I challenge you to find a woman in India who is over eighteen who hasn't been harassed on the streets by day or night. Crimes happen inside homes too. Should we just create large bank vaults for women?

Believe it or not, women know well how vulnerable they are. They are reminded of it every day. I don't think there is a single woman on the streets of Delhi at night who isn't hyper alert as to threats to her safety. They know well, but they must LIVE. They are a significant part of the country's population. As such, many of them have absolutely legitimate reasons for being out at night. Be it jobs like media and call centers or doctors on shift duty. Prostitutes. Vegetable vendors buying their produce for selling early in the morning. Cinema and pub goers returning home from leisure activities that are currently legal for women in India.

They cannot dematerialize from one place to another. Most women make arrangements for safety. Most men know the need and are happy to escort, but if you are depending on this to be able to show low crime rates in the city, then you should be distributing your salary to them too. This is a result of the lack of safety that you are asking them to accept as normal, and you feel no shame in speaking this in the form of a lofty recommendation to women. You don't even realize that you are making recommendations for how people should bear with the messes you are answerable for.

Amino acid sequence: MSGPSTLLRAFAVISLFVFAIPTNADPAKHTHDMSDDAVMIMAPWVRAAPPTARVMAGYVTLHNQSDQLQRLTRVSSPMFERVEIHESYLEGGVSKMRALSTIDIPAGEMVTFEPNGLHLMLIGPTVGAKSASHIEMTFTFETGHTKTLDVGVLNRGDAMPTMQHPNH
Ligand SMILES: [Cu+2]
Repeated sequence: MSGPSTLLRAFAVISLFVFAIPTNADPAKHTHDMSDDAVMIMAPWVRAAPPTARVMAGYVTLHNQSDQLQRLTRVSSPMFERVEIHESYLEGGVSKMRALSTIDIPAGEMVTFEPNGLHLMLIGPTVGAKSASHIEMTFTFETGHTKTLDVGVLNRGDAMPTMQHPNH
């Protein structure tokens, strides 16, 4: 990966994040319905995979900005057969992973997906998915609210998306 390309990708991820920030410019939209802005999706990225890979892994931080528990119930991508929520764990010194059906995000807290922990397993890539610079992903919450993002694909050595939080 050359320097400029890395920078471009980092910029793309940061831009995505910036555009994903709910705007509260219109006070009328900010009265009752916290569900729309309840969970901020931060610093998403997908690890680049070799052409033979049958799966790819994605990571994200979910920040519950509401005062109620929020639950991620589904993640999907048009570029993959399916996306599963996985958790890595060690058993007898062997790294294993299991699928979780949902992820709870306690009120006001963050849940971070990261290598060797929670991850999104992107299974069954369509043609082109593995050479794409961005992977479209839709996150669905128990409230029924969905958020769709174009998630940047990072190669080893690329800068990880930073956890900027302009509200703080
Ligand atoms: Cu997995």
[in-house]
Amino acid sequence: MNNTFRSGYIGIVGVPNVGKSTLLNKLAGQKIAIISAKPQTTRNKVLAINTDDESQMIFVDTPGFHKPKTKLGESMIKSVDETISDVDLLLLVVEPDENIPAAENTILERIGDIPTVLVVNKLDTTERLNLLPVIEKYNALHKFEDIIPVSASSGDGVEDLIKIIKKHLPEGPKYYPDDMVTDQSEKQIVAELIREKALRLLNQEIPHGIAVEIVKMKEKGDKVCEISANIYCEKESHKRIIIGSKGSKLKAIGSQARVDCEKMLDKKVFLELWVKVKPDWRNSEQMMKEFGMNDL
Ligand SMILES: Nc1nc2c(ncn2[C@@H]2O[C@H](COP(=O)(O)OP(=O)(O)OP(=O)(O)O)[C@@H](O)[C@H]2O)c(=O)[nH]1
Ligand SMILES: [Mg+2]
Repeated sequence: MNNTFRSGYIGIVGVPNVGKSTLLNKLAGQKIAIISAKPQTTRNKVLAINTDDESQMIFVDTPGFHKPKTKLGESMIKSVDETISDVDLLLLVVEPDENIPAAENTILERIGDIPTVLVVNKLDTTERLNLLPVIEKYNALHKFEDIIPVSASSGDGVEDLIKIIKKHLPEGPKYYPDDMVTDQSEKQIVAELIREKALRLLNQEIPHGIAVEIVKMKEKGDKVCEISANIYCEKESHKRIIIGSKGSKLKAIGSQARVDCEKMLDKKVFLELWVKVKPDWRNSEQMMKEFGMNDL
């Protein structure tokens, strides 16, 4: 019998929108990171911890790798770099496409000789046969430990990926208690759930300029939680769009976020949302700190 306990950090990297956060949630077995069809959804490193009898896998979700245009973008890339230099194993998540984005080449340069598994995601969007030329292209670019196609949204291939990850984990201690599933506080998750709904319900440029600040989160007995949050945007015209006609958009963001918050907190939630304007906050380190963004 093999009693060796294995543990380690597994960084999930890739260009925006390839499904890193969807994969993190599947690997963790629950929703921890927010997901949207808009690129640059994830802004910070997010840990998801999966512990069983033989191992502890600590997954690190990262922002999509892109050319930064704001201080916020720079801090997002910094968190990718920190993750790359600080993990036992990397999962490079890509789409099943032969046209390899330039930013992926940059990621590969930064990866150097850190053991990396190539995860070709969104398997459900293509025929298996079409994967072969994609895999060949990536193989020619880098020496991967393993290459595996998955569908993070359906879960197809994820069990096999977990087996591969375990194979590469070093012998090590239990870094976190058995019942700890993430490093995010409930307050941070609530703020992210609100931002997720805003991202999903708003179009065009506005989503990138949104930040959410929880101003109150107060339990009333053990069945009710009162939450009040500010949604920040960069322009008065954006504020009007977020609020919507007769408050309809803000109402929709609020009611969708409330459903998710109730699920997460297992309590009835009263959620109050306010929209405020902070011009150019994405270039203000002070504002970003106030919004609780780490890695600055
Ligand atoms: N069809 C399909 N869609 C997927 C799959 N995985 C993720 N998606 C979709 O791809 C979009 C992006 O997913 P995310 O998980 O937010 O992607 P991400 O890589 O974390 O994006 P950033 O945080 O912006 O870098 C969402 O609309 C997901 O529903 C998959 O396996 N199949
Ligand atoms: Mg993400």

What are the improvements to security that you can claim? How are you even a good source of advice on security if crime is flourishing and you seem to in effect be accepting it as a fact of life that people must work around?

I can understand that you have the right to recommend people safety measures to deal with situations - it is the duty of citizens to support police initiatives for safety. But this is no temporary measure you are requesting. You are recommending an indefinite change to the freedom of a significant number of citizens. Is this constitutional? Do women have or not have or selectively have the right to be safe on the streets in the capital of the country at night? If it is their constitutional right, why are you speaking like a criminal - "you want to be safe, stay inside, or suffer"?